Meanwhile, if you were to invest similar amounts in the S&P 500 or real estate over the same period, the results would not be quite as impressive. Between 1984 and 2017, $20,900 in the S&P 500 (accounting for inflation and reinvested dividends) would turn into about $628,790, with a total growth of about 1,275%. Alternatively, if you invested $474,838 in the S&P 500 in 2002, you’d have around $617,290 (growth of 130%).

Real estate investors have it even worse. US real estate has an average return on investment that falls between just 10 and 15%. As you can see, both of these pieces outpaced more traditional investments by a long shot.

While these two pieces are outliers, they also show the nearly limitless potential of investing in art. Naturally, not all art requires multi-million dollar down payments. However, the “high-value” pieces still give investors the greatest opportunity to earn a huge profit.

Art Investment vs. Risk

It’s easy to feel excited about investing in art when looking at the growth potential of a Basquiat or Stingel, but what about lesser-known artists? What about artists who are not sought-after in the moment, but have a good chance of exploding in 10 or 20 years time?

These questions expose one of the greatest criticisms of art investment: risk. After all, buying a piece of art is like buying stock in one company. You risk losing some or all of your investment if the company goes under, while you risk doing the same if demand suddenly drops off for the piece that you’ve acquired. Even worse, a stock can provide you with dividends, while a piece of art can only turn a profit through capital gains, meaning that you can’t even profit (or get some of your investment back) until the art is sold. To make things even more confusing, the value of a company’s stock is relatively easy to track and even predict, while the value of art can depend on the whims of critics, collectors, and galleries.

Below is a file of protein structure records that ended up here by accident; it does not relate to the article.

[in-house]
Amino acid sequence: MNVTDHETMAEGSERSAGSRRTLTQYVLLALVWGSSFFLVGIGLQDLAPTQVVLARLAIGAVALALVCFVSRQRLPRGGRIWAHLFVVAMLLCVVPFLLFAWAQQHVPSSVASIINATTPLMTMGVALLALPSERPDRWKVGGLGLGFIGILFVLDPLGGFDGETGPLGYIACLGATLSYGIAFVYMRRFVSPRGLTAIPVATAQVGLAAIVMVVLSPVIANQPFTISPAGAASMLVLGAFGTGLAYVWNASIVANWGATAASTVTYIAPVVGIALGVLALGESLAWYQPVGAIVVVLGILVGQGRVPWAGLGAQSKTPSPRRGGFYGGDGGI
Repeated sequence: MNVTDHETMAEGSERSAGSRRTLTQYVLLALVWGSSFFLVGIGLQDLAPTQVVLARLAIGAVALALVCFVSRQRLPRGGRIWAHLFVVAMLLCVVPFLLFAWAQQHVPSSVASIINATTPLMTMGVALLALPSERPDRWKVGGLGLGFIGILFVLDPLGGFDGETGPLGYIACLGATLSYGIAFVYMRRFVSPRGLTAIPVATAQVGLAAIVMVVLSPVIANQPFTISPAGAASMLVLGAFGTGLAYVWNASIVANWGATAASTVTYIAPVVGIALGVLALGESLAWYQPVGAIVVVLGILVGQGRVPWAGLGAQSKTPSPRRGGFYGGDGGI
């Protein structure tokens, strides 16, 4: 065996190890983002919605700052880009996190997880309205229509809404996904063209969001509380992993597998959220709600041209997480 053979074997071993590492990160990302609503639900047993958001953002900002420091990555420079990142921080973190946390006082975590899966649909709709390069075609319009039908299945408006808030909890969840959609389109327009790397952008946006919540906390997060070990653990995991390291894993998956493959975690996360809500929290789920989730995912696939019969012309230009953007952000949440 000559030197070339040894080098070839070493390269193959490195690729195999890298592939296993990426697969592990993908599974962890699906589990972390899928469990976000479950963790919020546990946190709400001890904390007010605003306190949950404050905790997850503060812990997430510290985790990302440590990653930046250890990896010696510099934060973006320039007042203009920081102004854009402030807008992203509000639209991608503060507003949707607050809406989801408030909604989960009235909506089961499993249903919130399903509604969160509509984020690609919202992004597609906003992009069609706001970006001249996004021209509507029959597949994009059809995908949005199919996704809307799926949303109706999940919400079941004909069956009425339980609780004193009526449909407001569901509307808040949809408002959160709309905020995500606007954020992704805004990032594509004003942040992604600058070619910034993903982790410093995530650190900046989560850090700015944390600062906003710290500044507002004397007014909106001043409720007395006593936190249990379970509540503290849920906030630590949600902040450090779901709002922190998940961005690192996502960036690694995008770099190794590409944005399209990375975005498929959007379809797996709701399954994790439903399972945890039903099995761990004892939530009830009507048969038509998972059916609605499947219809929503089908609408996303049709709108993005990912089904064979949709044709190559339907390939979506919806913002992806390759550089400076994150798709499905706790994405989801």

However, contrary to popular belief, art is not all that risky. It is unpredictable, but that doesn’t mean that it will ruin your life savings. The fact is that art trends, demand, and valuation are difficult (even impossible) to predict. This means that the $10 million art you bought yesterday may not bring you great returns when you’re ready to sell.

That said, art is surprisingly resilient through economic downturns. Some price volatility will occur (especially among lesser-known art), but the art market is generally able to self-regulate and maintain high demand, regardless of the lows and highs of the larger global economy. Much like mutual funds, art collectors and investors tend to see the largest returns when they wait. Since art is not a liquid asset, you’ll need to be prepared to wait at least 10-15 years before your investment pays off. In any case, even if the art world trends away from your $10 million painting, just wait. Your day will come.

Proceed with Caution

As with any investment, you will need to do a lot of research beforehand. Plenty of investors have been swayed by misleading auction data or marketing hype, so you should always verify the information before making any kind of purchase. Finally, when valuing art as an alternative asset, always remember to strike a balance between your non-traditional assets and the rest of your portfolio. Even though art is an attractive alternative asset, it shouldn’t be your only asset.

If you’d like to learn more about making art an alternative asset for your portfolio, you can always contact us. (shameless plug!).